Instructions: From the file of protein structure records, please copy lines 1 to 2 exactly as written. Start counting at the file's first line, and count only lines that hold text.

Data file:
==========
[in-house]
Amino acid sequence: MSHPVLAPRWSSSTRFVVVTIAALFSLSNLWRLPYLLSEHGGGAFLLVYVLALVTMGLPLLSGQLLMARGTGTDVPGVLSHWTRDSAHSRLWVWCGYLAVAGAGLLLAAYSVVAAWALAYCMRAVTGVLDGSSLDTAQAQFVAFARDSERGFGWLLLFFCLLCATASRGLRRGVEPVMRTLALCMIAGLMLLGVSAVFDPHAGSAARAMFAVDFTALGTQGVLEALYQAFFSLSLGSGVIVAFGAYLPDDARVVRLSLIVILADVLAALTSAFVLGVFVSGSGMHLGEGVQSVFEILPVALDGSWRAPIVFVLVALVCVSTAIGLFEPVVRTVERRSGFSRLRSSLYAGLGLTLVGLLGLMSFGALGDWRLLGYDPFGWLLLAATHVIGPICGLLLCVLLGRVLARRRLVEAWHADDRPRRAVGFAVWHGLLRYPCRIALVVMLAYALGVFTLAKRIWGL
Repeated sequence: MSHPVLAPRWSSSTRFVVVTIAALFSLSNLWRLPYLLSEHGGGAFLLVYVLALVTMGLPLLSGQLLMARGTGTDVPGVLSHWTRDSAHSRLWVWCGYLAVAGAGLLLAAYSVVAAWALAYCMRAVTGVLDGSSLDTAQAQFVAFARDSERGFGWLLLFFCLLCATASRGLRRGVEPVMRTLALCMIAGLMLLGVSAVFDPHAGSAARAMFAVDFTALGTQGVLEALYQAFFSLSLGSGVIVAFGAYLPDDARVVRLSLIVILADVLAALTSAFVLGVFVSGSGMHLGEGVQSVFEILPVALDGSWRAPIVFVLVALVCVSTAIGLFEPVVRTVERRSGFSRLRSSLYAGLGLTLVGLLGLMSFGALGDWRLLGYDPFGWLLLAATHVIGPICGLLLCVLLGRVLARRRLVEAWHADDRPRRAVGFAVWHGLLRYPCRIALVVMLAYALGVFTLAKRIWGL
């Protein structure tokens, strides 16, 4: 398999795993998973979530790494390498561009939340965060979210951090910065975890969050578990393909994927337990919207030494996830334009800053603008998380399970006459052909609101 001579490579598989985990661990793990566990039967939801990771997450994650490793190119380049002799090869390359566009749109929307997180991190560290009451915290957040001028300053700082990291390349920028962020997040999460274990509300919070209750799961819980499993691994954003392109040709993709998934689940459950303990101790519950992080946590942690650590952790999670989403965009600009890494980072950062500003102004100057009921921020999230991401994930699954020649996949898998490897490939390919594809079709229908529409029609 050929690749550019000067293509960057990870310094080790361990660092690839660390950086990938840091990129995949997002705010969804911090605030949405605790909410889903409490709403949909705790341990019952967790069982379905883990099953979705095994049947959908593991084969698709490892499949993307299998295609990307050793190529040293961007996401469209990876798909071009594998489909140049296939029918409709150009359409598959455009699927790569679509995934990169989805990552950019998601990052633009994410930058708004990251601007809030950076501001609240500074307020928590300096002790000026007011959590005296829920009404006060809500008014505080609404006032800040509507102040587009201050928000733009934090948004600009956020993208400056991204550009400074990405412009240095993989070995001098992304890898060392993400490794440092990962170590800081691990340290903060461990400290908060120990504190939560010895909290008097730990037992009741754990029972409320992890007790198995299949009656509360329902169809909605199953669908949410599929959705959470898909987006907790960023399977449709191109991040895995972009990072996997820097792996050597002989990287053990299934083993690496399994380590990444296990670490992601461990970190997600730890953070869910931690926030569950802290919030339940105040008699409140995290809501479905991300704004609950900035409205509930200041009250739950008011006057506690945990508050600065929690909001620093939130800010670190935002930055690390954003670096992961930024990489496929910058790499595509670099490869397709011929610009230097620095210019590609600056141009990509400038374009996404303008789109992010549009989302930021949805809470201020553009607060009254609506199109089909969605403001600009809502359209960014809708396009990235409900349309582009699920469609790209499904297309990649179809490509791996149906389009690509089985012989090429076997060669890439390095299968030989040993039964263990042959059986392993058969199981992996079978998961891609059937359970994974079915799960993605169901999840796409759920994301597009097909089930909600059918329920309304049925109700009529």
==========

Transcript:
[in-house]
Amino acid sequence: MSHPVLAPRWSSSTRFVVVTIAALFSLSNLWRLPYLLSEHGGGAFLLVYVLALVTMGLPLLSGQLLMARGTGTDVPGVLSHWTRDSAHSRLWVWCGYLAVAGAGLLLAAYSVVAAWALAYCMRAVTGVLDGSSLDTAQAQFVAFARDSERGFGWLLLFFCLLCATASRGLRRGVEPVMRTLALCMIAGLMLLGVSAVFDPHAGSAARAMFAVDFTALGTQGVLEALYQAFFSLSLGSGVIVAFGAYLPDDARVVRLSLIVILADVLAALTSAFVLGVFVSGSGMHLGEGVQSVFEILPVALDGSWRAPIVFVLVALVCVSTAIGLFEPVVRTVERRSGFSRLRSSLYAGLGLTLVGLLGLMSFGALGDWRLLGYDPFGWLLLAATHVIGPICGLLLCVLLGRVLARRRLVEAWHADDRPRRAVGFAVWHGLLRYPCRIALVVMLAYALGVFTLAKRIWGL